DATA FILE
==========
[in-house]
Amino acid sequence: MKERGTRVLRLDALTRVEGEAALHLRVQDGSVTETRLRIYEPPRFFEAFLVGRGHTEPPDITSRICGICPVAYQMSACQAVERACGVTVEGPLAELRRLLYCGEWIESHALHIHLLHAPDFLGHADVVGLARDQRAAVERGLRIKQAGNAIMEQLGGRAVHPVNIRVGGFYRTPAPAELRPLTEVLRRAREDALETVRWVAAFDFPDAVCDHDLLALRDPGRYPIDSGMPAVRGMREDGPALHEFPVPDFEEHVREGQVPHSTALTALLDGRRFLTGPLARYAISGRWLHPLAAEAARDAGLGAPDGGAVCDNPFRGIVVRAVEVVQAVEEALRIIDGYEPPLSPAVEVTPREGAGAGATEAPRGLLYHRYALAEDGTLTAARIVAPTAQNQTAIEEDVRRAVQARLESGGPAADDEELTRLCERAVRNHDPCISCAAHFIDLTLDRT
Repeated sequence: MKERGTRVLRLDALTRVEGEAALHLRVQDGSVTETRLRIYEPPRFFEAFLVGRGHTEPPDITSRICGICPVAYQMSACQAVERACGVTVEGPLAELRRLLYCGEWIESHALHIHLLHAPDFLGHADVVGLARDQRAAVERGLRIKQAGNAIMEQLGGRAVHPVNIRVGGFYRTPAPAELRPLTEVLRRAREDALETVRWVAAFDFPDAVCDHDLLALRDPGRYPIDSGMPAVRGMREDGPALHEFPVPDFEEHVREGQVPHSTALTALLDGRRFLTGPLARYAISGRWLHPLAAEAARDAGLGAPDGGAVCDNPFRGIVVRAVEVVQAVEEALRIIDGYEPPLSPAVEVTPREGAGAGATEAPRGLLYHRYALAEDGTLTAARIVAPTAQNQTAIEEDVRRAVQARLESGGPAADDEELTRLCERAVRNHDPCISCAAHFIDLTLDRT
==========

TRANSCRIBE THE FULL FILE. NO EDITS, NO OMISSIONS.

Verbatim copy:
[in-house]
Amino acid sequence: MKERGTRVLRLDALTRVEGEAALHLRVQDGSVTETRLRIYEPPRFFEAFLVGRGHTEPPDITSRICGICPVAYQMSACQAVERACGVTVEGPLAELRRLLYCGEWIESHALHIHLLHAPDFLGHADVVGLARDQRAAVERGLRIKQAGNAIMEQLGGRAVHPVNIRVGGFYRTPAPAELRPLTEVLRRAREDALETVRWVAAFDFPDAVCDHDLLALRDPGRYPIDSGMPAVRGMREDGPALHEFPVPDFEEHVREGQVPHSTALTALLDGRRFLTGPLARYAISGRWLHPLAAEAARDAGLGAPDGGAVCDNPFRGIVVRAVEVVQAVEEALRIIDGYEPPLSPAVEVTPREGAGAGATEAPRGLLYHRYALAEDGTLTAARIVAPTAQNQTAIEEDVRRAVQARLESGGPAADDEELTRLCERAVRNHDPCISCAAHFIDLTLDRT
Repeated sequence: MKERGTRVLRLDALTRVEGEAALHLRVQDGSVTETRLRIYEPPRFFEAFLVGRGHTEPPDITSRICGICPVAYQMSACQAVERACGVTVEGPLAELRRLLYCGEWIESHALHIHLLHAPDFLGHADVVGLARDQRAAVERGLRIKQAGNAIMEQLGGRAVHPVNIRVGGFYRTPAPAELRPLTEVLRRAREDALETVRWVAAFDFPDAVCDHDLLALRDPGRYPIDSGMPAVRGMREDGPALHEFPVPDFEEHVREGQVPHSTALTALLDGRRFLTGPLARYAISGRWLHPLAAEAARDAGLGAPDGGAVCDNPFRGIVVRAVEVVQAVEEALRIIDGYEPPLSPAVEVTPREGAGAGATEAPRGLLYHRYALAEDGTLTAARIVAPTAQNQTAIEEDVRRAVQARLESGGPAADDEELTRLCERAVRNHDPCISCAAHFIDLTLDRT